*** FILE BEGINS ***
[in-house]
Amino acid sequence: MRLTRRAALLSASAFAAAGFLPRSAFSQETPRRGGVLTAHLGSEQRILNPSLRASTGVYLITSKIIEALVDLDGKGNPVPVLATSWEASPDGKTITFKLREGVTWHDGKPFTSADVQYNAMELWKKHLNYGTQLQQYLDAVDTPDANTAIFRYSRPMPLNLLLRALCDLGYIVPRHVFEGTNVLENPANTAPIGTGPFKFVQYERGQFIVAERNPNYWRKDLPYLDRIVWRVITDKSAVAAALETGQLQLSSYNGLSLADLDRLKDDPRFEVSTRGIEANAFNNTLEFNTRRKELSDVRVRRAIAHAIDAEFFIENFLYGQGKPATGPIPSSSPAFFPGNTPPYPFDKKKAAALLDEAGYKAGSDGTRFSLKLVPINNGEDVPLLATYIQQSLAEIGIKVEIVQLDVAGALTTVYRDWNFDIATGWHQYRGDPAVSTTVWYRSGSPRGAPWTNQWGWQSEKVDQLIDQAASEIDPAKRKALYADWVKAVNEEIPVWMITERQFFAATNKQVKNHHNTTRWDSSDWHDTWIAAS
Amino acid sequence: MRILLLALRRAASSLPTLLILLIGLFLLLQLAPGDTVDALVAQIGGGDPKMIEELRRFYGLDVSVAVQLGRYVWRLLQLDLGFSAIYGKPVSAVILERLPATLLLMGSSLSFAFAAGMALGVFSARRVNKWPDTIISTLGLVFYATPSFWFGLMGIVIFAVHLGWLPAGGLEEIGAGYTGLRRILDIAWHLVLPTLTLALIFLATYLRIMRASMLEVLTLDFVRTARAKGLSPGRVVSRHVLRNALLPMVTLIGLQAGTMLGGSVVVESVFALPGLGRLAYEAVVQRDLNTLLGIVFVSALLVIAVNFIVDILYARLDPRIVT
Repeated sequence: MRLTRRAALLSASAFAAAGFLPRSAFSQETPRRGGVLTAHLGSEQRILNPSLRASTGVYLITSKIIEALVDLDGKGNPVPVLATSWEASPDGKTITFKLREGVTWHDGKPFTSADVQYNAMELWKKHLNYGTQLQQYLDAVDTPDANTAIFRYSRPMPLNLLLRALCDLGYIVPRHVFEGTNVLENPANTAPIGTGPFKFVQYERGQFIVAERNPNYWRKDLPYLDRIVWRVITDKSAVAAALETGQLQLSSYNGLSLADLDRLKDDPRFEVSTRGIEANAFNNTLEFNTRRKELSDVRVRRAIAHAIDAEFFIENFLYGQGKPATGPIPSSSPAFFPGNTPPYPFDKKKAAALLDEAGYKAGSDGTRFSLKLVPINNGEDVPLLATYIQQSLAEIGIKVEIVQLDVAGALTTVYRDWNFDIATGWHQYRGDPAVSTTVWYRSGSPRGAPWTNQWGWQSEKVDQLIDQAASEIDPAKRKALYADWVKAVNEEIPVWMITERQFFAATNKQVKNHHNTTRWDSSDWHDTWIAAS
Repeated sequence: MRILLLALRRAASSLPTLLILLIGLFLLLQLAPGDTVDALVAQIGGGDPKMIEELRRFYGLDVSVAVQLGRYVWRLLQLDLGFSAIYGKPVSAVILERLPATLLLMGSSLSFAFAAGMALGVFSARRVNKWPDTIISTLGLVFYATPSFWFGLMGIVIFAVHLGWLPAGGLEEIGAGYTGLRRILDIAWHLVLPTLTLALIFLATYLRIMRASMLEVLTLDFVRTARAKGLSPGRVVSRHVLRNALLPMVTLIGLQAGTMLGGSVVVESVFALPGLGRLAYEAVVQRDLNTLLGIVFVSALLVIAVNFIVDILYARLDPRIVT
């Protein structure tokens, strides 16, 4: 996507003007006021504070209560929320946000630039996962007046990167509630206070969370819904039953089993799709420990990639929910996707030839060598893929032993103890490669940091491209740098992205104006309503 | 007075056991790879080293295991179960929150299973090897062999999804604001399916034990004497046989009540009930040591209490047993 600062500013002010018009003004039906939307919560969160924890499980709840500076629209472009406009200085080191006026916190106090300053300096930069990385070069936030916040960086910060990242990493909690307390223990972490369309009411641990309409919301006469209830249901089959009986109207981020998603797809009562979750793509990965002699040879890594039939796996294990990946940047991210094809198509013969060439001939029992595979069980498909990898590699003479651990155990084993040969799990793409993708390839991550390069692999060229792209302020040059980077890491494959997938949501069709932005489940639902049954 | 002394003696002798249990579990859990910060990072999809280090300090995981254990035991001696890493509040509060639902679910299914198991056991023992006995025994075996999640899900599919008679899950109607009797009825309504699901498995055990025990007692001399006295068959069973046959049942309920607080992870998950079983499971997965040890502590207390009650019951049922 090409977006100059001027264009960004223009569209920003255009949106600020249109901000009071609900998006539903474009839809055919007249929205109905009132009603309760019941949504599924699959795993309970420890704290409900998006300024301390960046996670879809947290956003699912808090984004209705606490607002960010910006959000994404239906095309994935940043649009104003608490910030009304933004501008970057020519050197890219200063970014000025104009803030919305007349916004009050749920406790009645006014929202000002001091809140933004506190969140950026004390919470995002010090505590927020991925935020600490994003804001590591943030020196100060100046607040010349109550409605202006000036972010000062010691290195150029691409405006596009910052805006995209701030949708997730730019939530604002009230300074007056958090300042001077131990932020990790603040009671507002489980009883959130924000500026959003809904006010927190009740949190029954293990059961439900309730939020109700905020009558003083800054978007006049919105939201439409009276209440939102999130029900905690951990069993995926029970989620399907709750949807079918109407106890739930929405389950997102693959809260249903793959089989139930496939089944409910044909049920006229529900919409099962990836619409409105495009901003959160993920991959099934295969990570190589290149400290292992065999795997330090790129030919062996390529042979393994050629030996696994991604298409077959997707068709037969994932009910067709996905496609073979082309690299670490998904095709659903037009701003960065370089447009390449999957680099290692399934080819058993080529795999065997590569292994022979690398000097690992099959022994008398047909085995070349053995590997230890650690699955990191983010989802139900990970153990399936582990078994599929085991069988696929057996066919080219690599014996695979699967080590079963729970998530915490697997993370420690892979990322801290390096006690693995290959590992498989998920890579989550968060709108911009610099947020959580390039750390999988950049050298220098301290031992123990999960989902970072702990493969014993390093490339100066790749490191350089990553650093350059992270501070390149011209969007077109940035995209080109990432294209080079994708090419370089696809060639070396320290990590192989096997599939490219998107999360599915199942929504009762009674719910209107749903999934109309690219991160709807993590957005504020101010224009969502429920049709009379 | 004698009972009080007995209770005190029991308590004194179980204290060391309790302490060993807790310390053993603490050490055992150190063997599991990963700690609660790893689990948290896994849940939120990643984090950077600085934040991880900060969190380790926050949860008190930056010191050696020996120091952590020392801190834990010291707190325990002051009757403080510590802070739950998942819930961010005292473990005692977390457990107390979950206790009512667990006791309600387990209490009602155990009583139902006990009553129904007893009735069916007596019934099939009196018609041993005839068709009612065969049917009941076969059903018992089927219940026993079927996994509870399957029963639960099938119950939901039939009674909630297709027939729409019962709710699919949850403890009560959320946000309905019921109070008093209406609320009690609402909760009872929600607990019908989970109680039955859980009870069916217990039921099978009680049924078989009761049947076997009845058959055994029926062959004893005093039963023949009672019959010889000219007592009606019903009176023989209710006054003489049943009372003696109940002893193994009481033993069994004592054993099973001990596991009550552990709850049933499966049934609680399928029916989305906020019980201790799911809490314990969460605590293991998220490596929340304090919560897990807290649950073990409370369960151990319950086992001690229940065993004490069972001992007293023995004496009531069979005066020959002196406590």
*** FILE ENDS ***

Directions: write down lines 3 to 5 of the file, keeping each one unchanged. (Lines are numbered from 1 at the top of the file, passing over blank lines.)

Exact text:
Amino acid sequence: MRILLLALRRAASSLPTLLILLIGLFLLLQLAPGDTVDALVAQIGGGDPKMIEELRRFYGLDVSVAVQLGRYVWRLLQLDLGFSAIYGKPVSAVILERLPATLLLMGSSLSFAFAAGMALGVFSARRVNKWPDTIISTLGLVFYATPSFWFGLMGIVIFAVHLGWLPAGGLEEIGAGYTGLRRILDIAWHLVLPTLTLALIFLATYLRIMRASMLEVLTLDFVRTARAKGLSPGRVVSRHVLRNALLPMVTLIGLQAGTMLGGSVVVESVFALPGLGRLAYEAVVQRDLNTLLGIVFVSALLVIAVNFIVDILYARLDPRIVT
Repeated sequence: MRLTRRAALLSASAFAAAGFLPRSAFSQETPRRGGVLTAHLGSEQRILNPSLRASTGVYLITSKIIEALVDLDGKGNPVPVLATSWEASPDGKTITFKLREGVTWHDGKPFTSADVQYNAMELWKKHLNYGTQLQQYLDAVDTPDANTAIFRYSRPMPLNLLLRALCDLGYIVPRHVFEGTNVLENPANTAPIGTGPFKFVQYERGQFIVAERNPNYWRKDLPYLDRIVWRVITDKSAVAAALETGQLQLSSYNGLSLADLDRLKDDPRFEVSTRGIEANAFNNTLEFNTRRKELSDVRVRRAIAHAIDAEFFIENFLYGQGKPATGPIPSSSPAFFPGNTPPYPFDKKKAAALLDEAGYKAGSDGTRFSLKLVPINNGEDVPLLATYIQQSLAEIGIKVEIVQLDVAGALTTVYRDWNFDIATGWHQYRGDPAVSTTVWYRSGSPRGAPWTNQWGWQSEKVDQLIDQAASEIDPAKRKALYADWVKAVNEEIPVWMITERQFFAATNKQVKNHHNTTRWDSSDWHDTWIAAS
Repeated sequence: MRILLLALRRAASSLPTLLILLIGLFLLLQLAPGDTVDALVAQIGGGDPKMIEELRRFYGLDVSVAVQLGRYVWRLLQLDLGFSAIYGKPVSAVILERLPATLLLMGSSLSFAFAAGMALGVFSARRVNKWPDTIISTLGLVFYATPSFWFGLMGIVIFAVHLGWLPAGGLEEIGAGYTGLRRILDIAWHLVLPTLTLALIFLATYLRIMRASMLEVLTLDFVRTARAKGLSPGRVVSRHVLRNALLPMVTLIGLQAGTMLGGSVVVESVFALPGLGRLAYEAVVQRDLNTLLGIVFVSALLVIAVNFIVDILYARLDPRIVT